Intestinal Obstruction - Symptoms, Risk factors and Treatment

Intestinal obstruction is a condition in which there is a mechanical or functional blockage in the intestines that prevents the normal movement of the bowel contents.


What causes intestinal obstruction?


The most common causes of intestinal obstruction are:


Adhesions: Abdominal adhesions refer to the formation of scar tissue (fibrous bands) in between different organs. Adhesions most commonly occur after abdominal surgery. They frequently take place between loops of the intestines, attaching them to the peritoneum (inner layer of the abdomen). When the intestines are glued to the peritoneum, their normal movements are restricted, thereby resulting in an intestinal obstruction.



Hernia: Hernia means when an organ or tissue in your body protrudes through a weak spot in your muscles. Part of your bowel, such as the intestine may get trapped in the hernia and cause bowel obstruction. It blocks the normal movement of the food down the intestine.



Tumors: many tumors and cancers can cause intestinal obstruction such as cancers of the stomach, colon, small intestine, uterus, urinary bladder, prostate, liver, etc. As cancer increases in size and spreads in the abdomen, it can compress on the intestines causing an obstruction.



Other causes:


Other general causes of intestinal obstruction include:


Diverticulitis: diverticulitis is an inflammation of the diverticula- abnormal pouches around the intestines, especially the colon. When diverticulitis heals, it may form scar tissue around the colon- known as colon stricture. Over time, this colon stricture can tighten and narrow the intestine, causing intestinal obstruction.


Volvulus: A volvulus is when a loop of the intestine twists around itself along with the mesentery. The mesentery is a membrane that surrounds the intestines. When a loop of the intestine twists along with the mesentery, it results in a closed-loop causing intestinal obstruction.


Intussusception: Intussusception is a condition in which a part of the intestine slides into the adjacent part of the intestine causing intestinal obstruction. It can also cut off the blood supply to the intestine (intestinal ischemia) causing the death of the affected part of the intestine.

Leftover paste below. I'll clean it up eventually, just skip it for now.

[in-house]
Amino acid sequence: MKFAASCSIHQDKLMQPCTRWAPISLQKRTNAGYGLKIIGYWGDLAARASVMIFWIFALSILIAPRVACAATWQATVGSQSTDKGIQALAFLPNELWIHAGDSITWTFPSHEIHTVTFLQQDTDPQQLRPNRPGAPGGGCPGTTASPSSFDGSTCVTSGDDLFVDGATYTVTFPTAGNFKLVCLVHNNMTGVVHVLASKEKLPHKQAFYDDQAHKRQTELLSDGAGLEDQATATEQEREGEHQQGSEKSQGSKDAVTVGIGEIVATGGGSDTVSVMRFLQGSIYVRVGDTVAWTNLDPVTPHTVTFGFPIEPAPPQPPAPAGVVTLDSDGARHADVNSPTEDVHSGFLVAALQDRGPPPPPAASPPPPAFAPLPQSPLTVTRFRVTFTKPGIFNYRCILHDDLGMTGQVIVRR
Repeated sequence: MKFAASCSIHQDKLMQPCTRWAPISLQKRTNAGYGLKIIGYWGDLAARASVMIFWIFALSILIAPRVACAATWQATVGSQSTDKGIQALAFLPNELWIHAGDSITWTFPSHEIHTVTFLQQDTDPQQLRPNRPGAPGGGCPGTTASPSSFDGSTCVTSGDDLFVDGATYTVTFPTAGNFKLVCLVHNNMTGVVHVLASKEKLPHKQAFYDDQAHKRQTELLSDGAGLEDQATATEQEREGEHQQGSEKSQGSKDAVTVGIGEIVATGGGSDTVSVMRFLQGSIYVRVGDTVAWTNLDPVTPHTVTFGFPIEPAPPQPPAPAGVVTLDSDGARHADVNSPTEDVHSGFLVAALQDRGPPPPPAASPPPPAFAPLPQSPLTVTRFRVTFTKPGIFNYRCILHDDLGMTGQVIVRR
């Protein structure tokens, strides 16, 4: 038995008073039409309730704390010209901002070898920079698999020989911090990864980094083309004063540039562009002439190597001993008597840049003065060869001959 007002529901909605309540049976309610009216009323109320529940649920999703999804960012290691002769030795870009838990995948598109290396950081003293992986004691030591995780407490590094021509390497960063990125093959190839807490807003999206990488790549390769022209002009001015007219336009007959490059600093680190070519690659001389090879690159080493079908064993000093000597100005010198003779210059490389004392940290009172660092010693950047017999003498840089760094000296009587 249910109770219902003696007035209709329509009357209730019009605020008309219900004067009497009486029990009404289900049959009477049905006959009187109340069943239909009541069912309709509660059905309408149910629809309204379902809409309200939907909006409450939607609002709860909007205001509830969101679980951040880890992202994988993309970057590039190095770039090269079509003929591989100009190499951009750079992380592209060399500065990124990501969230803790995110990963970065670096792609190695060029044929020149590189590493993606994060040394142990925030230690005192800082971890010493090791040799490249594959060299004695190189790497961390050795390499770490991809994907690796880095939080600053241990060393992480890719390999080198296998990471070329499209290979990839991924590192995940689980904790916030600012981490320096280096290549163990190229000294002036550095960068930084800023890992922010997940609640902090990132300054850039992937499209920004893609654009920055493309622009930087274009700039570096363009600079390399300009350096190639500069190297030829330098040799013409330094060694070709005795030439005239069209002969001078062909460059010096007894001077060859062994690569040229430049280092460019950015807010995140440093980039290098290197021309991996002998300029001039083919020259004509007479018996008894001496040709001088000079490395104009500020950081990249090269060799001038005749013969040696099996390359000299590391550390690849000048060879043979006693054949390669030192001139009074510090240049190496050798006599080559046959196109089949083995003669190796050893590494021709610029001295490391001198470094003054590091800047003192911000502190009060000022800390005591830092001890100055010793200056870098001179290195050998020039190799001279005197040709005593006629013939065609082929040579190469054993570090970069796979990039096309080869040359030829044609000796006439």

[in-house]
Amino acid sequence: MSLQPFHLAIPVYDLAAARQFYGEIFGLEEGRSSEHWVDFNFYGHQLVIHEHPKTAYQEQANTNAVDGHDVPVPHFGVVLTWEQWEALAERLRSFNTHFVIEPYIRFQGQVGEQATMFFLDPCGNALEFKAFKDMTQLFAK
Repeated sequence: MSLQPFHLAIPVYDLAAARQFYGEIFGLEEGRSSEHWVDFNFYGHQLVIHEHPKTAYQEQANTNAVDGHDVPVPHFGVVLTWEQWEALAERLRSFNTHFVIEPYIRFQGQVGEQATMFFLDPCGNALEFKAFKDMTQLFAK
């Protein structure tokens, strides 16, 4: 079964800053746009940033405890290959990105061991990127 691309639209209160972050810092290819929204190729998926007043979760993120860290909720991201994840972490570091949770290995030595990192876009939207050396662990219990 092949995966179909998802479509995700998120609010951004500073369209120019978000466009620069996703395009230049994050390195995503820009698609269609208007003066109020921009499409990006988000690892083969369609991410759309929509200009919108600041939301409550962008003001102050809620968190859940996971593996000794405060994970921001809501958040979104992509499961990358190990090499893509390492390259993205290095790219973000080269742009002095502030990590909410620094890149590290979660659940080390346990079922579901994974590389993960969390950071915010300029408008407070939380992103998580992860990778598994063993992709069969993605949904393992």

Foreign bodies: Intestinal obstruction can also be due to a foreign body stuck in the intestine. Objects such as coins, batteries, etc. can be stuck in the intestines if ingested and can occur in children or mentally deranged people. Gallstones can also cause intestinal obstruction if a pathway between the gallbladder and intestine ( fistula) is formed through which gallstones enter the bowel.


Fecal impaction: It is a condition in which chronic constipation occurs, and the patient does not pass stool for many days. The stool can build up in the intestines, and cause obstruction. It commonly affects the lower intestines and is seen more commonly in the elderly.


Symptoms of intestinal obstruction:


  • Abdominal pain around the belly button or the upper side of the abdomen.

  • Abdominal cramps that come and go

  • Obstipation- inability to pass gas and stool 

  • Decreased appetite

  • Nausea and vomiting

  • Diarrhea

  • Abdominal swelling


Complications of intestinal obstruction:


The complications of intestinal obstruction include:


Intestinal necrosis: This is when the affected segment of the intestine dies due to a lack of blood supply. This can cause intestinal perforation- a condition in which a hole forms in the intestine, which can, in turn, cause the bowel contents and bacteria to leak out.


Peritonitis: Refers to inflammation of the abdominal cavity. It can occur as a consequence of intestinal perforation and the spread of bacteria in the abdominal cavity. It is a life-threatening condition and requires urgent treatment.


Sepsis: Sepsis is a response to an infection that spreads throughout the body. Peritonitis can progress to sepsis. In sepsis, the patient’s blood pressure can fall too low (septic shock), causing damage to organs (multiple organ damage) such as the heart, liver, kidneys, and can ultimately cause death. Death is rare due to intestinal obstruction.



Treatment:


The treatment of intestinal obstruction generally involves medications and surgery. Surgery is done to correct the defect which is causing intestinal obstruction. Medical treatment may involve the following:


  • IV fluids to correct dehydration

  • Painkillers to relieve pain

  • Antiemetics to reduce nausea

  • Antibiotics to clear any infection

Doctors For Intestinal Obstruction

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